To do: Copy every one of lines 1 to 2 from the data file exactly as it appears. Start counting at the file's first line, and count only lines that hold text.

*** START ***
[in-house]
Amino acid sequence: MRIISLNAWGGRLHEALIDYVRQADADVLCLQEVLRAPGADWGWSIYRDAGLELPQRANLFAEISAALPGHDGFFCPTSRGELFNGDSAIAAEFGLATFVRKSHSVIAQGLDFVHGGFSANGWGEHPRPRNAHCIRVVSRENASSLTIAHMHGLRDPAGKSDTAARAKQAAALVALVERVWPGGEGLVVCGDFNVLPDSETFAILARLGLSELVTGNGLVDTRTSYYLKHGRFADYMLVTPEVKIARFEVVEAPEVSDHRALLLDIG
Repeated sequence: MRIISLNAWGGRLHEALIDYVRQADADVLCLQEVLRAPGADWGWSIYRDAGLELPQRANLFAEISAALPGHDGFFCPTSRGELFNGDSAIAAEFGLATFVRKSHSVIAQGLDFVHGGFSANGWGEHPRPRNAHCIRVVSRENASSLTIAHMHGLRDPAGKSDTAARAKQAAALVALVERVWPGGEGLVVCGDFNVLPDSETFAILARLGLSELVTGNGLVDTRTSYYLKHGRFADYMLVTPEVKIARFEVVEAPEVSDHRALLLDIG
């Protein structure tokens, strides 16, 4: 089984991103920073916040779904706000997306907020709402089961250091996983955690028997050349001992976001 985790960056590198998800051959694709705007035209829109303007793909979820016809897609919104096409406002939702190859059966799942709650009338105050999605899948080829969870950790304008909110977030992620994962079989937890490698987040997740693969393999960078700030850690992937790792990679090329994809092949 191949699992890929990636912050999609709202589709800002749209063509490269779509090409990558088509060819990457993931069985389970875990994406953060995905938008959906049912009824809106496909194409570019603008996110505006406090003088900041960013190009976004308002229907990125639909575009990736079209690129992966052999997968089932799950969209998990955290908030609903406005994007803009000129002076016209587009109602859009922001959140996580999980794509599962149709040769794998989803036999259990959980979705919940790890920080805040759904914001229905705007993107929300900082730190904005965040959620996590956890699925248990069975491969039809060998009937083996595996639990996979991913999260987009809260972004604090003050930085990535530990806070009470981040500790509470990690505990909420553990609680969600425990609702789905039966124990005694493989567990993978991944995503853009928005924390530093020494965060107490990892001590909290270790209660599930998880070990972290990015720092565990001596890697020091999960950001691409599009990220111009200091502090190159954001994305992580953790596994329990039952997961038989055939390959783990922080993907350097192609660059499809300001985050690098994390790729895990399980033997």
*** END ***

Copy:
[in-house]
Amino acid sequence: MRIISLNAWGGRLHEALIDYVRQADADVLCLQEVLRAPGADWGWSIYRDAGLELPQRANLFAEISAALPGHDGFFCPTSRGELFNGDSAIAAEFGLATFVRKSHSVIAQGLDFVHGGFSANGWGEHPRPRNAHCIRVVSRENASSLTIAHMHGLRDPAGKSDTAARAKQAAALVALVERVWPGGEGLVVCGDFNVLPDSETFAILARLGLSELVTGNGLVDTRTSYYLKHGRFADYMLVTPEVKIARFEVVEAPEVSDHRALLLDIG